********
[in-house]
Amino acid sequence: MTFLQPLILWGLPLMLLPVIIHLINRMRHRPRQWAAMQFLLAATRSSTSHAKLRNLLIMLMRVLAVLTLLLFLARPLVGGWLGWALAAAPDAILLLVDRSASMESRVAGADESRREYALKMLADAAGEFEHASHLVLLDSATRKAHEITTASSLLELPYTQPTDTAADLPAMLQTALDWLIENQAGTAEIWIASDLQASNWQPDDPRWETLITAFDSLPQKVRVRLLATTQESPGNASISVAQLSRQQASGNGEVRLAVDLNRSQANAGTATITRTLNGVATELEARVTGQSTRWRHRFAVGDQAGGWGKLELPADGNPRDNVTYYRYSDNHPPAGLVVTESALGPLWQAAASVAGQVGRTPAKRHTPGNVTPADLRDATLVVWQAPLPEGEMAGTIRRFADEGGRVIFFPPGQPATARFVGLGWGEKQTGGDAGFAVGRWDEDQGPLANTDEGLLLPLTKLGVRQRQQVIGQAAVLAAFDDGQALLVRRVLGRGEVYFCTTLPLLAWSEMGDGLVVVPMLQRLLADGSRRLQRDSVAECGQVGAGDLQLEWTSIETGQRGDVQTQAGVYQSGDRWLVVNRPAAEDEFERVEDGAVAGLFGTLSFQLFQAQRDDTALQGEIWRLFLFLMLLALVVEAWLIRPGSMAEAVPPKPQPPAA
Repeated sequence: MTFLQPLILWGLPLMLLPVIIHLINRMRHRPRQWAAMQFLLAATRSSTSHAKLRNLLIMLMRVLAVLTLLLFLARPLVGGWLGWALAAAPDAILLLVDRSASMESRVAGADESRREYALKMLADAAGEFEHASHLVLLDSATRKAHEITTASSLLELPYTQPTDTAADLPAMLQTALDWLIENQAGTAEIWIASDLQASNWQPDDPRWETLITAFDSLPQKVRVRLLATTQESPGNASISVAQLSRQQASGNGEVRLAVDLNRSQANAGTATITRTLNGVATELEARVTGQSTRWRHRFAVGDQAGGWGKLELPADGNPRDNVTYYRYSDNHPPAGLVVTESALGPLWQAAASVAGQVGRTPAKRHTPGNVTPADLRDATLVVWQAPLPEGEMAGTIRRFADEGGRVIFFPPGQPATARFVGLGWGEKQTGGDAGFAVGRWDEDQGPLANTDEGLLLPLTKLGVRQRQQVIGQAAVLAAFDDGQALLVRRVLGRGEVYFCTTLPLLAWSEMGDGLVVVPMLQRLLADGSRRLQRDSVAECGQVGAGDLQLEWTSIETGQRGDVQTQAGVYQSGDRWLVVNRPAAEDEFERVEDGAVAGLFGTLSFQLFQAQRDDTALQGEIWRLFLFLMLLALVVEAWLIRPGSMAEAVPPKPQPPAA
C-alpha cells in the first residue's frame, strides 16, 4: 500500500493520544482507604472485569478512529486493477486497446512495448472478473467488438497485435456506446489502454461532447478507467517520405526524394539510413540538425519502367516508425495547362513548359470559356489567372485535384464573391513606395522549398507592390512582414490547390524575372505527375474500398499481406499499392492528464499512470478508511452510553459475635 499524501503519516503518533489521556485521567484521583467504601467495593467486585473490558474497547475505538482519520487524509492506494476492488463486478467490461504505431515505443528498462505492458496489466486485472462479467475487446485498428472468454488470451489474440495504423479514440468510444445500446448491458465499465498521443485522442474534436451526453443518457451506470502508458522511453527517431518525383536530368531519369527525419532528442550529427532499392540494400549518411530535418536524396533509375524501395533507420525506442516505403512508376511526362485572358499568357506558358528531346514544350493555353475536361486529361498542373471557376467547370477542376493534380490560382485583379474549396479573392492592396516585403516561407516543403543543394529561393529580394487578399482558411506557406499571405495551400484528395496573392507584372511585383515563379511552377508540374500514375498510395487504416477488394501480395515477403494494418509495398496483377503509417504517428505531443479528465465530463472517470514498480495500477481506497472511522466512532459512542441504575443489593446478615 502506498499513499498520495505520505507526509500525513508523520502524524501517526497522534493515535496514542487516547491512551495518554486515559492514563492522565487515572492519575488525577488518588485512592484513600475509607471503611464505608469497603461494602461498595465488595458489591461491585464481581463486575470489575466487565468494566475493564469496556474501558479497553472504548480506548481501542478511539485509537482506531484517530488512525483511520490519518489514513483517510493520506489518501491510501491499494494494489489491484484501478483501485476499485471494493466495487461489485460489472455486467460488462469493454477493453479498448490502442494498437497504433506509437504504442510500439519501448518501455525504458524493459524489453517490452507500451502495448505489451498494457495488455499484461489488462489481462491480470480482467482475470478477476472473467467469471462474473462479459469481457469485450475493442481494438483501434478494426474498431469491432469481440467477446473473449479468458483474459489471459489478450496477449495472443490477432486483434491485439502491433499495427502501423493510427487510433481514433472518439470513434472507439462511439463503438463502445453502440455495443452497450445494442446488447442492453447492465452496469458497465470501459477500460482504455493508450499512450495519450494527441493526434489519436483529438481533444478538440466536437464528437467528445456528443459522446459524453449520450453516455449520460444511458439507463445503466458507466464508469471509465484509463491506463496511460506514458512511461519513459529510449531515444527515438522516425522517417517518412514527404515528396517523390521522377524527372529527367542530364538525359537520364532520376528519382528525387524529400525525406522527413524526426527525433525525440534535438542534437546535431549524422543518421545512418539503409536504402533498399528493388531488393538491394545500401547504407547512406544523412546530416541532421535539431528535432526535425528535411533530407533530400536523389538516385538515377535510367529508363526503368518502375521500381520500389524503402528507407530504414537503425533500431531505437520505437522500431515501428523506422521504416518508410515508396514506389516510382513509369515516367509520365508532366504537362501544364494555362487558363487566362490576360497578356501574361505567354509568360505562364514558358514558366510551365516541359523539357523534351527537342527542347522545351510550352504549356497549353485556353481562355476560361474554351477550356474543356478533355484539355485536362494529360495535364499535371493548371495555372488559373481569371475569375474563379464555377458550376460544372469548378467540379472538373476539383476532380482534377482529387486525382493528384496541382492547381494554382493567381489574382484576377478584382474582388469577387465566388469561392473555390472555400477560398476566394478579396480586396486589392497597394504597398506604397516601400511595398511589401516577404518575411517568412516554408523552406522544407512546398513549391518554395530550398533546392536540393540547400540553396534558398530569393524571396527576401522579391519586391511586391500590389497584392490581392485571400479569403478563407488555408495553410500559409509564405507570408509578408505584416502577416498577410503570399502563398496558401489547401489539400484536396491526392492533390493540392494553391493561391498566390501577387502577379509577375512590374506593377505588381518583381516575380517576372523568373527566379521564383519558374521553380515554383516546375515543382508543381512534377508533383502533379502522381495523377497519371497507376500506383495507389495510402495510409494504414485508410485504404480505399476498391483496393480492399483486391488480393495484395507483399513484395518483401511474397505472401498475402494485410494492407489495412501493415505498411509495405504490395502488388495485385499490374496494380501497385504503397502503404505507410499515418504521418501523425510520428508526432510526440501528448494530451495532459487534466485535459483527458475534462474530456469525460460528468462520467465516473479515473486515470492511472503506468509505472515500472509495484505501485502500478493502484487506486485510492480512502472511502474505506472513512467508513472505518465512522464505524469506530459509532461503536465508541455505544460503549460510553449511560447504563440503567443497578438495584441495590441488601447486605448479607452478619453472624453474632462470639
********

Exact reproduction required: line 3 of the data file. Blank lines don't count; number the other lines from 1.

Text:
Repeated sequence: MTFLQPLILWGLPLMLLPVIIHLINRMRHRPRQWAAMQFLLAATRSSTSHAKLRNLLIMLMRVLAVLTLLLFLARPLVGGWLGWALAAAPDAILLLVDRSASMESRVAGADESRREYALKMLADAAGEFEHASHLVLLDSATRKAHEITTASSLLELPYTQPTDTAADLPAMLQTALDWLIENQAGTAEIWIASDLQASNWQPDDPRWETLITAFDSLPQKVRVRLLATTQESPGNASISVAQLSRQQASGNGEVRLAVDLNRSQANAGTATITRTLNGVATELEARVTGQSTRWRHRFAVGDQAGGWGKLELPADGNPRDNVTYYRYSDNHPPAGLVVTESALGPLWQAAASVAGQVGRTPAKRHTPGNVTPADLRDATLVVWQAPLPEGEMAGTIRRFADEGGRVIFFPPGQPATARFVGLGWGEKQTGGDAGFAVGRWDEDQGPLANTDEGLLLPLTKLGVRQRQQVIGQAAVLAAFDDGQALLVRRVLGRGEVYFCTTLPLLAWSEMGDGLVVVPMLQRLLADGSRRLQRDSVAECGQVGAGDLQLEWTSIETGQRGDVQTQAGVYQSGDRWLVVNRPAAEDEFERVEDGAVAGLFGTLSFQLFQAQRDDTALQGEIWRLFLFLMLLALVVEAWLIRPGSMAEAVPPKPQPPAA